P.L.U.T.O. (Pipe Line Under The Ocean)
By John Moss
Whilst on a recent holiday to the Isle of Wight, we paid a visit to the Zoo in Sandown. My wife was somewhat surprised that I was keen to go and see the animals but once inside she quickly spotted the World War 2 connection and then knew the real reason for us going!
The vehicles of the allied invasion force required an enormous amount of fuel. Shipping it across the English Channel on oil tankers was too risky because of the danger of torpedos from German submarines. Operation PLUTO was developed to pump petrol from England to France via specially constructed metal pipelines laid along the seabed.
Once the Americans had taken Cherbourg in 1944 the first pipelines were laid from Shanklin and Sandown on the Isle of Wight to Querqeville. There were some initial operational problems but on the 18th September the fuel began to be pumped across the channel. As the fighting moved closer to Germany the pipeline eventually extended right across France to Germany.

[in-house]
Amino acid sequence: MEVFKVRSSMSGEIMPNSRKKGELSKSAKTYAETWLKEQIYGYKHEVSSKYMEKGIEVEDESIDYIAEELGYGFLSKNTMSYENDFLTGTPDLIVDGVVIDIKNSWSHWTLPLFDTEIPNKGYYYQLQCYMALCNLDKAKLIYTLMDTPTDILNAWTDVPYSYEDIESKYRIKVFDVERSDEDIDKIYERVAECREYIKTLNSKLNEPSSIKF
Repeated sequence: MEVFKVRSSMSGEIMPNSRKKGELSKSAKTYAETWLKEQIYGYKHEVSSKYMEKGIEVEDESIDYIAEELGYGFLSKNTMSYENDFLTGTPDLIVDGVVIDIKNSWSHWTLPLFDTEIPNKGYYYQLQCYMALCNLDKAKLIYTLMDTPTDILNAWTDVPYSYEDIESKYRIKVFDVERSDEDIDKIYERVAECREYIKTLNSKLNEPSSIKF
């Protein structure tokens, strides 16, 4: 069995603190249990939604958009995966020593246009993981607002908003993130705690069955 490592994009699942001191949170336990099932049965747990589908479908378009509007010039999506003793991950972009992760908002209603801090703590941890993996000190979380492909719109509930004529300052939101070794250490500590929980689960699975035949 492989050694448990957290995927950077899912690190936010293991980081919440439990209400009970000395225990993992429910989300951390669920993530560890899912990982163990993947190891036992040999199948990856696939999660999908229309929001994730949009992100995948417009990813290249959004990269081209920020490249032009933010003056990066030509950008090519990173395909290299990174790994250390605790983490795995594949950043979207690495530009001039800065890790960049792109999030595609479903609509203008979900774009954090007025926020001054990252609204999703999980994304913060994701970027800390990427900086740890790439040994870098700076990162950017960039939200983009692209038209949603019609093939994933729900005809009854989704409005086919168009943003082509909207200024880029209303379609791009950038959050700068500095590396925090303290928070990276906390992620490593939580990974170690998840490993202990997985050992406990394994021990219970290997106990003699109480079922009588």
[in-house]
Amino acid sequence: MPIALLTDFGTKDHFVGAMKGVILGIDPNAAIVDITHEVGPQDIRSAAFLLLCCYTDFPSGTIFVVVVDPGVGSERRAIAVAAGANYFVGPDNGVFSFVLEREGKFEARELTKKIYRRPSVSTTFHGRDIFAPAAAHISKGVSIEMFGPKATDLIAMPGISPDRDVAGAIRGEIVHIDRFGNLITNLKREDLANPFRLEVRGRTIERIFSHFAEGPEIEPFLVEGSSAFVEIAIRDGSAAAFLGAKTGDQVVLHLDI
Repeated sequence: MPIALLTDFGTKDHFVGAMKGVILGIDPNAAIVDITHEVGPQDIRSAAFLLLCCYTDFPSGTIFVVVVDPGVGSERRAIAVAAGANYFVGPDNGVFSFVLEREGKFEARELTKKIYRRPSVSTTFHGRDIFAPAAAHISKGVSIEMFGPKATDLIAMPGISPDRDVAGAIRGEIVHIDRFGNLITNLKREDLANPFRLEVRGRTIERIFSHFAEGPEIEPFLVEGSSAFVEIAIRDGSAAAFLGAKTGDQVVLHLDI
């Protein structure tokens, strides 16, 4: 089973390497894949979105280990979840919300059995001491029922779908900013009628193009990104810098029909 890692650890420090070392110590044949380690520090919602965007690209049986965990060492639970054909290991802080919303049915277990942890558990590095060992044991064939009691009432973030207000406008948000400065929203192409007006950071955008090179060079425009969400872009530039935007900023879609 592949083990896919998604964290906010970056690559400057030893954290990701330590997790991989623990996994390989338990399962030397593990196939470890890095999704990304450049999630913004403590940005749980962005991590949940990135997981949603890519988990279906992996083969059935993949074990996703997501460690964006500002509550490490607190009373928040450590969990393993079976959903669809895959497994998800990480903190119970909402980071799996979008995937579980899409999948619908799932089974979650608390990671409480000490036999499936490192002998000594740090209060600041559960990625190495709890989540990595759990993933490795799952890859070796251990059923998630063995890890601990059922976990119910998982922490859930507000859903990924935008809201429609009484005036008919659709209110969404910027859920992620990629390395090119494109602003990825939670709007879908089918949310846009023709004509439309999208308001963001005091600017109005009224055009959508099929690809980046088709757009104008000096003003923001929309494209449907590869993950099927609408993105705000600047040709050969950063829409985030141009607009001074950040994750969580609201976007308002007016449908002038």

Sixteen of the enormous pumps that supplied the Pluto pipeline were housed in what was then a derelict fort and now the location of the Isle of Wight Zoo. The pumps and their engines were housed in the arches of the fort where the guns had been mounted for the Napoleonic wars and some of the steel fabrication is still present.
Each PLUTO pump had the capacity of 36,000 gallons (163,659 litres) per day.
- The PLUTO operation sent 330,000 gallons per day to the Allied troops after the D-Day invasion.
- The pumps delivered at a pressure of 1,500 lbs/sq inch
- Each pump weighed more than 5 tons, and they were all installed by hand, without mechanical aids